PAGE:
"In this unique study, we were able to use the new technology of array CGH to examine the copy number of all 23 pairs of chromosomes, in all three products of female meiosis in over 100 oocytes with abnormal numbers of chromosomes," says Professor Handyside. "What happens in female meiosis is that the 23 pairs of chromosomes duplicate and each pair of duplicated chromosomes comes together and the four single chromosomes, or 'chromatids', become 'glued' together along the whole length of each chromosome. This actually occurs before the woman is born and is the stage at which DNA is swapped between the grandparents' chromosomes.
"Sometimes, decades later, just before ovulation, the glue 'dissolves' first between the two duplicated chromosomes and finally after fertilisation between the two individual chromosomes. This enables pairs of chromosomes to segregate in the first meiotic division producing the first polar body. In the second meiotic division the second polar body is produced, resulting in a single set of chromosomes in the fertilised oocyte or 'zygote', which, when combined with the single set in the fertilising sperm, restores the 23 pairs," he says.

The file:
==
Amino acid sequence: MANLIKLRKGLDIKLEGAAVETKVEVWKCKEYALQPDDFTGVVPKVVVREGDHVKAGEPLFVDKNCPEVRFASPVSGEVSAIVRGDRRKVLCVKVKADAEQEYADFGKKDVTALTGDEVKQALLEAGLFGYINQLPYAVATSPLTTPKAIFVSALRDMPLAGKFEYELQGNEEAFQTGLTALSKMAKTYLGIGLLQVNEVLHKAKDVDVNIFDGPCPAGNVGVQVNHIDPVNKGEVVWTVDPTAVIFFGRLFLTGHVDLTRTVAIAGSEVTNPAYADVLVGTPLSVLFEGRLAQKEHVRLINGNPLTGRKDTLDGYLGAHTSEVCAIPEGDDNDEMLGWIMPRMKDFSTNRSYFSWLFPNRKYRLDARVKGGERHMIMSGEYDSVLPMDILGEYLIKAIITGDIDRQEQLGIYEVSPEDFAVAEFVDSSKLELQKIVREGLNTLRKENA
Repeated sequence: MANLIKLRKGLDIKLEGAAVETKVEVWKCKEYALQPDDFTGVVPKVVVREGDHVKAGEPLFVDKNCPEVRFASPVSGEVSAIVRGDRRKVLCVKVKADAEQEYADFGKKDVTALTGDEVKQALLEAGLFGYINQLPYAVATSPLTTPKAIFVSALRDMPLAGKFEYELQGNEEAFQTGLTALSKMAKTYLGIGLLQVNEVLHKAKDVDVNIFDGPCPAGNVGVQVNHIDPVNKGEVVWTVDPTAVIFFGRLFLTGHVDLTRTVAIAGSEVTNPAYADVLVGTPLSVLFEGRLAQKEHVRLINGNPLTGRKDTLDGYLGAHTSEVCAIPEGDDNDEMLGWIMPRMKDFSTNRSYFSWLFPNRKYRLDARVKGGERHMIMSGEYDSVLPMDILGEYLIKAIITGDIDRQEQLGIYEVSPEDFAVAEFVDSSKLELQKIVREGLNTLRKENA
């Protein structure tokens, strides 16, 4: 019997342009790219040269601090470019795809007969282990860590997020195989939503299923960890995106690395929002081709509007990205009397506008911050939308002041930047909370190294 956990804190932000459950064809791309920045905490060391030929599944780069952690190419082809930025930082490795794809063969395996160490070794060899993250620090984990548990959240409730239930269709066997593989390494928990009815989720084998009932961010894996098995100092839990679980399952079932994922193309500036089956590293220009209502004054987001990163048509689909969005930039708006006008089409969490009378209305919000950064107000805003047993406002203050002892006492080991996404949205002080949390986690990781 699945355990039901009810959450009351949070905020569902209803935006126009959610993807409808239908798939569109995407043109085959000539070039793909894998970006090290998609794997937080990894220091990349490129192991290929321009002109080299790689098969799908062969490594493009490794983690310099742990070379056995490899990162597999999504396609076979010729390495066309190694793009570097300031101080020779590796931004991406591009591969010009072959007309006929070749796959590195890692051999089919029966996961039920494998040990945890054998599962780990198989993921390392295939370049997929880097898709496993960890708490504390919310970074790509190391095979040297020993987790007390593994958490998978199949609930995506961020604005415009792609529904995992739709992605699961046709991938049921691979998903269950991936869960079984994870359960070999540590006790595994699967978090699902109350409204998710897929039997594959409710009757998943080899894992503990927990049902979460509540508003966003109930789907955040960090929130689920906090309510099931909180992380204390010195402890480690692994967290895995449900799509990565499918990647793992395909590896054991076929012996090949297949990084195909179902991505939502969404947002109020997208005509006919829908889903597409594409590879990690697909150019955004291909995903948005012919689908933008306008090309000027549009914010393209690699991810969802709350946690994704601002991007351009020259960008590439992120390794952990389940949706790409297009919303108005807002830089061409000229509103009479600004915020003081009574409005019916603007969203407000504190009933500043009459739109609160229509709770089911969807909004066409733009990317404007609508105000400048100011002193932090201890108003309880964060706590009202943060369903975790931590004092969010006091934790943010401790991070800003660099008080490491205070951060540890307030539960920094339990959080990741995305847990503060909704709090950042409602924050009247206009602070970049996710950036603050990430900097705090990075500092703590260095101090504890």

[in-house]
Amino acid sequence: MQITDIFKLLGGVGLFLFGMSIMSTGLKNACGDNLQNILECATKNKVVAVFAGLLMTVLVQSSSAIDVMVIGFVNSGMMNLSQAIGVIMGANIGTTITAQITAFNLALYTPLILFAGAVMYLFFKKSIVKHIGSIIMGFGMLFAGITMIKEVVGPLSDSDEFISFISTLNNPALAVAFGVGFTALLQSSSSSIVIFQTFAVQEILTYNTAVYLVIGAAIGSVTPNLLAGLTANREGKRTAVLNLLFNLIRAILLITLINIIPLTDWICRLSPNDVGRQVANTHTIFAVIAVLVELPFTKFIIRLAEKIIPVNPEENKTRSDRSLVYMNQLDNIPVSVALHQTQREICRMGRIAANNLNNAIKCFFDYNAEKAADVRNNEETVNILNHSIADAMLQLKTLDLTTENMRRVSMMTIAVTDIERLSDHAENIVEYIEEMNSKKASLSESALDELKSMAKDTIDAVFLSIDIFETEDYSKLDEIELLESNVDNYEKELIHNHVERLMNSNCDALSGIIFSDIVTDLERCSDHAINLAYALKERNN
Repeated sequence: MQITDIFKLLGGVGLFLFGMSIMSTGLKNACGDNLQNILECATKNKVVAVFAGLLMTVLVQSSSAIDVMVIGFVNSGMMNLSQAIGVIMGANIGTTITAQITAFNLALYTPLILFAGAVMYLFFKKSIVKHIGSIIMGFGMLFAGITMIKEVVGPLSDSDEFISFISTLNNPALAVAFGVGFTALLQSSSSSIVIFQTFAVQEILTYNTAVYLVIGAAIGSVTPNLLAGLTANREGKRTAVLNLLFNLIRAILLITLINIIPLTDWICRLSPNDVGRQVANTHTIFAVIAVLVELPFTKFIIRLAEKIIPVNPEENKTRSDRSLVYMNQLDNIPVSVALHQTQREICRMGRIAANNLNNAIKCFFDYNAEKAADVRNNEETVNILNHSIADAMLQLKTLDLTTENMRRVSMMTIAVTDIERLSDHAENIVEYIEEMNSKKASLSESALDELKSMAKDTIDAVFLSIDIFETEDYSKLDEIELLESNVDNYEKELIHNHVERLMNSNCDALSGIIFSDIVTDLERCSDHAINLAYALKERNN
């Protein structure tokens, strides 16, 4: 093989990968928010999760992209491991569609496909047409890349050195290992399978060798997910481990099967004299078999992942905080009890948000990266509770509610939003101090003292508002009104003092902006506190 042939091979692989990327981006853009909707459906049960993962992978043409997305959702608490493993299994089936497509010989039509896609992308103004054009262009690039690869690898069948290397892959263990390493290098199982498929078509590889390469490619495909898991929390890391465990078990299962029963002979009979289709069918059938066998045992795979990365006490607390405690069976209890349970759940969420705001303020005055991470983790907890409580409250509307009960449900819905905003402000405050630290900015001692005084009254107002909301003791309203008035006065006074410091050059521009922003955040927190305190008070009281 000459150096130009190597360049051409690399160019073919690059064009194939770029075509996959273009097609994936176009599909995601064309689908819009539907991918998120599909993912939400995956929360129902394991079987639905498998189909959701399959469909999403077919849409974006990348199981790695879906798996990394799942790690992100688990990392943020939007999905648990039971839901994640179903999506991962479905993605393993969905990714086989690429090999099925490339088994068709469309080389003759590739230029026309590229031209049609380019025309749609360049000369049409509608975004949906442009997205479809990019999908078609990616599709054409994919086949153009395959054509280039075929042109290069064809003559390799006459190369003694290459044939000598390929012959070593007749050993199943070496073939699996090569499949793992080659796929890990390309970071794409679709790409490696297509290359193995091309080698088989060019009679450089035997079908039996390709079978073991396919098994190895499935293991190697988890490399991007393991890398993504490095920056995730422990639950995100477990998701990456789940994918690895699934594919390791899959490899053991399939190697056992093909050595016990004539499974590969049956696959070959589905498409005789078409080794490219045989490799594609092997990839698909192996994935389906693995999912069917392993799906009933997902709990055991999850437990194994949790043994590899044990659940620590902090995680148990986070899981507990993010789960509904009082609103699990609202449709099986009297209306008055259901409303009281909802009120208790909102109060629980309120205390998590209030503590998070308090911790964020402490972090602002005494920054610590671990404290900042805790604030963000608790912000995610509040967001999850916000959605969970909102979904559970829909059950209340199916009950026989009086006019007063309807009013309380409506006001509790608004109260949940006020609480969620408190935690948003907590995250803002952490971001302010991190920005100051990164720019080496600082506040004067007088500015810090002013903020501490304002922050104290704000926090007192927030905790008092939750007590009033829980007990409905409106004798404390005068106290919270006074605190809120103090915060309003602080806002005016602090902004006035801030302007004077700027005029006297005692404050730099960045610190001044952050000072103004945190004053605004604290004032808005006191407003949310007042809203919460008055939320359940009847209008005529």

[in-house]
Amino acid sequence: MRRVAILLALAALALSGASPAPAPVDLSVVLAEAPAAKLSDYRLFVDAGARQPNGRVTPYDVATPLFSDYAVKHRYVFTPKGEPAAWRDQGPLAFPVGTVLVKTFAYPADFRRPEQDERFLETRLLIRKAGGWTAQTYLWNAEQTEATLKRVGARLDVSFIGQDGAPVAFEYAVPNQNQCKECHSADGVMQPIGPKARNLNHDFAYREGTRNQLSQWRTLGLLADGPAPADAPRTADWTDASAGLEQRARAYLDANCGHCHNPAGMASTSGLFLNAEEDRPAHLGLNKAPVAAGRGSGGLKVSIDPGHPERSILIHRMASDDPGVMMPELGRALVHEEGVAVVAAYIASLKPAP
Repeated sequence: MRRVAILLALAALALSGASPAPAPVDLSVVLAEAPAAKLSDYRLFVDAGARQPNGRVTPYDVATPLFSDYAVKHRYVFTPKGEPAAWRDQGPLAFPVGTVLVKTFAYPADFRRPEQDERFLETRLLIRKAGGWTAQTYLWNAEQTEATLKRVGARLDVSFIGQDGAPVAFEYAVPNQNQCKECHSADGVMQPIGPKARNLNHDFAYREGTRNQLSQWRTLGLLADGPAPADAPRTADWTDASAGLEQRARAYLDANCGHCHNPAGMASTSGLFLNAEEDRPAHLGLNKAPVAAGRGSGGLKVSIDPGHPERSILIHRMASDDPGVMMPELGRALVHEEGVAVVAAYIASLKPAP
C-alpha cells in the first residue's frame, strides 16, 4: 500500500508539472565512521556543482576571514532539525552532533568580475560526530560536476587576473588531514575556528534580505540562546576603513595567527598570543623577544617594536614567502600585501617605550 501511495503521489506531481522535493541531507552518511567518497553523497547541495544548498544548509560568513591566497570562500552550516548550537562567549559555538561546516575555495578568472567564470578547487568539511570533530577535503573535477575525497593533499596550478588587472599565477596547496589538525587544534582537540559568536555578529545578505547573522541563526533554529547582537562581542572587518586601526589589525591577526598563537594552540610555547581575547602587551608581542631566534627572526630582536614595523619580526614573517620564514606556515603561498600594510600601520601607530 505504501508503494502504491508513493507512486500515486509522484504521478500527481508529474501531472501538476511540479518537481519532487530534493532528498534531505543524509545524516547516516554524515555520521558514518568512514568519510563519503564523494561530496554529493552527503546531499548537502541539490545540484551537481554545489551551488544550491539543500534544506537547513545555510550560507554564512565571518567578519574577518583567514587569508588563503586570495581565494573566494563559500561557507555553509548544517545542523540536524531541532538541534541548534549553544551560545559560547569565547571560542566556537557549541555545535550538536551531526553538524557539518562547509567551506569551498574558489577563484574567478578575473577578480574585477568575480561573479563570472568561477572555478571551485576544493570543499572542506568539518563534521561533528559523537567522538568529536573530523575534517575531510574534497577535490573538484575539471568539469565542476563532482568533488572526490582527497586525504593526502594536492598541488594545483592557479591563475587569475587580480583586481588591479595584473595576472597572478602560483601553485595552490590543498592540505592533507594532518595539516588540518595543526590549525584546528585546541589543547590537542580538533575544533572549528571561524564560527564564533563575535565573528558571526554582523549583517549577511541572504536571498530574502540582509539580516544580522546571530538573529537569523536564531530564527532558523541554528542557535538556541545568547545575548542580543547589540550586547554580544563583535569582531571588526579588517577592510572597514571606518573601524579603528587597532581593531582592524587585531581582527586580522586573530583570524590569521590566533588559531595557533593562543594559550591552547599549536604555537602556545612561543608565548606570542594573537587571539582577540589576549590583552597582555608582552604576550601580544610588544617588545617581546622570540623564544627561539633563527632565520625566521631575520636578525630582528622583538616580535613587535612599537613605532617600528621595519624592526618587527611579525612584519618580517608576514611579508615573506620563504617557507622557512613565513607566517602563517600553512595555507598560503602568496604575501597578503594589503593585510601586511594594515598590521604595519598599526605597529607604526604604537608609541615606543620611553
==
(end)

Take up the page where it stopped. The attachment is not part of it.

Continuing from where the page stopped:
The researchers believe that ovarian stimulation may be disturbing this process in older women because the chromosomes are becoming unglued prematurely, particularly the smaller ones like chromosome 21. Ovarian stimulation uses hormonal medication to stimulate the ovaries to release a larger number of oocytes than normal, in order to provide enough good quality oocytes for fertilisation in vitro.
Following natural conception in older mothers, Down's pregnancies are predominantly caused by errors in the first female meiotic division. "Our evidence demonstrates that, following IVF, there are multiple ch
|Contact: Mary Rice|
European Society of Human Reproduction and Embryology